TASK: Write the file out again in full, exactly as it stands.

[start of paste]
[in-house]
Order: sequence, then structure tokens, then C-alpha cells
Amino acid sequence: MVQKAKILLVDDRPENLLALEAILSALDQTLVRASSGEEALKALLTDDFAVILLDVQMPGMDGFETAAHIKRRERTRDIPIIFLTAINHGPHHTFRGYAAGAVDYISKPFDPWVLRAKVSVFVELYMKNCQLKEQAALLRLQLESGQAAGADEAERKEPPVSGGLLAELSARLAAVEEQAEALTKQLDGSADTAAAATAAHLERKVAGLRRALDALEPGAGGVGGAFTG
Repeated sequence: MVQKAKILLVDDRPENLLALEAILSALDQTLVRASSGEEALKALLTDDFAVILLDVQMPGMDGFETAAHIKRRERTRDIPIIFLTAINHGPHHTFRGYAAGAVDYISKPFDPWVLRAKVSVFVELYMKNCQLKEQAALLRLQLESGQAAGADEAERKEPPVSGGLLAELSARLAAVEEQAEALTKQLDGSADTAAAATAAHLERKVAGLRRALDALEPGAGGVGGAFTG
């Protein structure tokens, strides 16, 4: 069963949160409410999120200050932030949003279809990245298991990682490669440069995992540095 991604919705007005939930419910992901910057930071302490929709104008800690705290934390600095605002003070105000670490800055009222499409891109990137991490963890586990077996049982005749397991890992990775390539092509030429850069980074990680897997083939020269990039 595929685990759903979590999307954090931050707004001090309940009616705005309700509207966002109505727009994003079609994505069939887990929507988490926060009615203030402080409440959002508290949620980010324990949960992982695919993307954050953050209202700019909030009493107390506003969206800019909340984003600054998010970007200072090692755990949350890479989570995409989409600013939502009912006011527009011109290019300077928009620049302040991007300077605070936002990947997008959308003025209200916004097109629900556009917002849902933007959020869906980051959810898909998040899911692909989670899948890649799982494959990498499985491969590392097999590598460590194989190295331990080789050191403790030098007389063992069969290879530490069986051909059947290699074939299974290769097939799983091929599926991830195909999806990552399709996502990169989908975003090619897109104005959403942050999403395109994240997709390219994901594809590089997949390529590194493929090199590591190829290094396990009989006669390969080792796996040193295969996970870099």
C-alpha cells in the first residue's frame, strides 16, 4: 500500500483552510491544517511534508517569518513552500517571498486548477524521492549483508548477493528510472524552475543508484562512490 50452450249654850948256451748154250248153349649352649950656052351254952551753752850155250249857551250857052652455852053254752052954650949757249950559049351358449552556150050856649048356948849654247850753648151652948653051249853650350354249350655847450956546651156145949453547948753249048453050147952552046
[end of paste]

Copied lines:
[in-house]
Order: sequence, then structure tokens, then C-alpha cells
Amino acid sequence: MVQKAKILLVDDRPENLLALEAILSALDQTLVRASSGEEALKALLTDDFAVILLDVQMPGMDGFETAAHIKRRERTRDIPIIFLTAINHGPHHTFRGYAAGAVDYISKPFDPWVLRAKVSVFVELYMKNCQLKEQAALLRLQLESGQAAGADEAERKEPPVSGGLLAELSARLAAVEEQAEALTKQLDGSADTAAAATAAHLERKVAGLRRALDALEPGAGGVGGAFTG
Repeated sequence: MVQKAKILLVDDRPENLLALEAILSALDQTLVRASSGEEALKALLTDDFAVILLDVQMPGMDGFETAAHIKRRERTRDIPIIFLTAINHGPHHTFRGYAAGAVDYISKPFDPWVLRAKVSVFVELYMKNCQLKEQAALLRLQLESGQAAGADEAERKEPPVSGGLLAELSARLAAVEEQAEALTKQLDGSADTAAAATAAHLERKVAGLRRALDALEPGAGGVGGAFTG
């Protein structure tokens, strides 16, 4: 069963949160409410999120200050932030949003279809990245298991990682490669440069995992540095 991604919705007005939930419910992901910057930071302490929709104008800690705290934390600095605002003070105000670490800055009222499409891109990137991490963890586990077996049982005749397991890992990775390539092509030429850069980074990680897997083939020269990039 595929685990759903979590999307954090931050707004001090309940009616705005309700509207966002109505727009994003079609994505069939887990929507988490926060009615203030402080409440959002508290949620980010324990949960992982695919993307954050953050209202700019909030009493107390506003969206800019909340984003600054998010970007200072090692755990949350890479989570995409989409600013939502009912006011527009011109290019300077928009620049302040991007300077605070936002990947997008959308003025209200916004097109629900556009917002849902933007959020869906980051959810898909998040899911692909989670899948890649799982494959990498499985491969590392097999590598460590194989190295331990080789050191403790030098007389063992069969290879530490069986051909059947290699074939299974290769097939799983091929599926991830195909999806990552399709996502990169989908975003090619897109104005959403942050999403395109994240997709390219994901594809590089997949390529590194493929090199590591190829290094396990009989006669390969080792796996040193295969996970870099």
C-alpha cells in the first residue's frame, strides 16, 4: 500500500483552510491544517511534508517569518513552500517571498486548477524521492549483508548477493528510472524552475543508484562512490 50452450249654850948256451748154250248153349649352649950656052351254952551753752850155250249857551250857052652455852053254752052954650949757249950559049351358449552556150050856649048356948849654247850753648151652948653051249853650350354249350655847450956546651156145949453547948753249048453050147952552046